Destination: Mackinac Island
Photographers: Matt Carissimi
Mackinac Island, the crown jewel of Michigan’s island parks has been a beacon of summer vacation bliss for more than a century. Go ahead and embrace the tourist-tailored must-dos: eat fudge, take a horse-drawn carriage tour, pedal the island’s perimeter. But then, wander off the beaten path: Mountain bike the island’s hilly interior, golf with hickory sticks at historic Wawashkamo Golf Club, have champagne and scones at Grand Hotel’s daily high tea (non-guests are welcome with an admission fee). EAT: The Chuckwagon, a snug diner right on Main Street, is home to the island’s best burgers. (906.847.0019). STAY: Lodging on the island runs the gamut both in price and style, from sprawling historic inns to intimate B&Bs. For a splurge, stay at the sophisticated Hotel Iroquois, where the dazzling waterfront scenery includes a view of 1895-built Round Island Light, pictured below (906.847.3321, iroquoishotel.com).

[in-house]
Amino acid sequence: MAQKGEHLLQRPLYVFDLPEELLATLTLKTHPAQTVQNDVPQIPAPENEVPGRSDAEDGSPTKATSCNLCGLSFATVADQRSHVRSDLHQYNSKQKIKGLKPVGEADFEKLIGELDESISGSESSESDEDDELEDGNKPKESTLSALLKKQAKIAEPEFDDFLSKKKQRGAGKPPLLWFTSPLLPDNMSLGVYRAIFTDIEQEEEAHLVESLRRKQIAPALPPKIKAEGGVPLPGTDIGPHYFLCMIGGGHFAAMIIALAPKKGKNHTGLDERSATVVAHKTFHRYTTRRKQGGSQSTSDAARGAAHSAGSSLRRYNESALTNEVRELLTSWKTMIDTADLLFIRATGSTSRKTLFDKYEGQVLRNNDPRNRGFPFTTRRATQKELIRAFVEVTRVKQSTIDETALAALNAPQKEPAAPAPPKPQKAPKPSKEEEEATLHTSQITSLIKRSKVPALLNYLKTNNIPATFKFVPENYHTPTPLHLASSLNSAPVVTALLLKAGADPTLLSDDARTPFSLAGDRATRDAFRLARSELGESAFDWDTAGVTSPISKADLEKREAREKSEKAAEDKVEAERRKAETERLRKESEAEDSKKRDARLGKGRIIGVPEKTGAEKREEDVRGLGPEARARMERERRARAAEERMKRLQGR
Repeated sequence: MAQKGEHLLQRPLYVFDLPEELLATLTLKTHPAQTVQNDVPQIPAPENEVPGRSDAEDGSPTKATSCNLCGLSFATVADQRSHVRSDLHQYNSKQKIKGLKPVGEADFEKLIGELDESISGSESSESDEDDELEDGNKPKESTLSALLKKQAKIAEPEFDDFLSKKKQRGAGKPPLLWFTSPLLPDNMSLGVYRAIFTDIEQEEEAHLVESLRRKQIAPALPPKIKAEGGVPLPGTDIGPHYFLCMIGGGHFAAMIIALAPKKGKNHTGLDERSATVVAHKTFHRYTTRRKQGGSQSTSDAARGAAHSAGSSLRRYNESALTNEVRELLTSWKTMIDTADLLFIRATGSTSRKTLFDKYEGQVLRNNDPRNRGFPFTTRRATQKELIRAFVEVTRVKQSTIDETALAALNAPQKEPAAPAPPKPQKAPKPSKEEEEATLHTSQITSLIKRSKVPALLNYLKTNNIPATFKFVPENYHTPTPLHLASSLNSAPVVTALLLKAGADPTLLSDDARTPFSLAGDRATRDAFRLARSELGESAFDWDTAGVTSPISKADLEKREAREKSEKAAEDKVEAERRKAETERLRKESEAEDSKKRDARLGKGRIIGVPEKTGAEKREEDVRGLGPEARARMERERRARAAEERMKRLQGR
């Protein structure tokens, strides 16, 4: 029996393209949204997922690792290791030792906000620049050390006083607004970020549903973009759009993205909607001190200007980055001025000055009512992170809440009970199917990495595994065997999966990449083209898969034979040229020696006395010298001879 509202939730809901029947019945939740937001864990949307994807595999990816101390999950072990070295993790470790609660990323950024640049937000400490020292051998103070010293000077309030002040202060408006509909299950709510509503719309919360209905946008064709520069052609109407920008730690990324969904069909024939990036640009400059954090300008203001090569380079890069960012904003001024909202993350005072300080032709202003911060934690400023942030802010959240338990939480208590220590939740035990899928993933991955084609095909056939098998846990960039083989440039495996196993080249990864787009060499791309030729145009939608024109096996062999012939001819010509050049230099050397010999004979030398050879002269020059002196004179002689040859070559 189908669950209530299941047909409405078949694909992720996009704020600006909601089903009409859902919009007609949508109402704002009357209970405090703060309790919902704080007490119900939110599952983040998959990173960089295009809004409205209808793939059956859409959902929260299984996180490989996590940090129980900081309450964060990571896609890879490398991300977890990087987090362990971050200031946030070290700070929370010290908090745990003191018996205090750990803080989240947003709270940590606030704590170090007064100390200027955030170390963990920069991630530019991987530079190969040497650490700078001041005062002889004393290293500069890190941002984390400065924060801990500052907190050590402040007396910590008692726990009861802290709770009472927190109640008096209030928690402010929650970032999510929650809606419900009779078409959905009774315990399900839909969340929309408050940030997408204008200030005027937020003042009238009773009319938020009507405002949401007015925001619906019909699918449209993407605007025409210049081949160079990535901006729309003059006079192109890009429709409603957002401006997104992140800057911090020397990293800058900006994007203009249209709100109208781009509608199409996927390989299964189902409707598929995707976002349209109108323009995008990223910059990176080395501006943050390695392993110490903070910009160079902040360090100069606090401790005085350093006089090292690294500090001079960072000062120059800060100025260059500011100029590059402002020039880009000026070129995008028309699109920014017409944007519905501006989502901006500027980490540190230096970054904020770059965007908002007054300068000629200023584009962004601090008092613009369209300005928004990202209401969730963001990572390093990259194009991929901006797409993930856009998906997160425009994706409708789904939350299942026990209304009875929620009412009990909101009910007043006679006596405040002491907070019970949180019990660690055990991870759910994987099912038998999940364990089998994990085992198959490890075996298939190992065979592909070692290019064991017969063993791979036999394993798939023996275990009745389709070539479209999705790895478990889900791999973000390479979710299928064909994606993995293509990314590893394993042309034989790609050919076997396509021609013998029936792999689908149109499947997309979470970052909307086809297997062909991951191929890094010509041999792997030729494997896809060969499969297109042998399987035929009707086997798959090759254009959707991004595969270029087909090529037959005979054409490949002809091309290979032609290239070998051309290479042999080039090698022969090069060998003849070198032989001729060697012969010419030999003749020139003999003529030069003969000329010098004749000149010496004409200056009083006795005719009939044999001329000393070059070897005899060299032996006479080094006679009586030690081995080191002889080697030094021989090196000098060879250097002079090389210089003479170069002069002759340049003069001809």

Destination: Petoskey State Park
Photographer: Robert de Jonge
This 300-acre oasis on the protected inner curve of Little Traverse Bay has been a summertime haven since the early 1930s, when it was known as Petoskey Bathing Beach. As its original name suggests, the park’s main draw is its gorgeous, crescent-shaped shoreline: an enormous expanse of white sand flanked by soft dunes and crystal-clear, shallow waters. (This is one of the best spots in the region to hunt for Petoskey stones, so bring a pail to take home any treasures.) When you’re ready for a break from the sun, follow the half-mile hiking trail to the top of Old Baldy, a nearly 800-foot-tall sand dune that affords a magnificent view over the bay. EAT: Outfit your picnic at Julienne Tomatoes, a favorite local spot for sandwiches made with fresh, local ingredients (231.439.9250, juliennetomatoes.com). STAY: Of the park’s two campgrounds, Tannery Creek is more secluded—and the sites will get you closest to the water (231.347.2311, midnrreservations.com).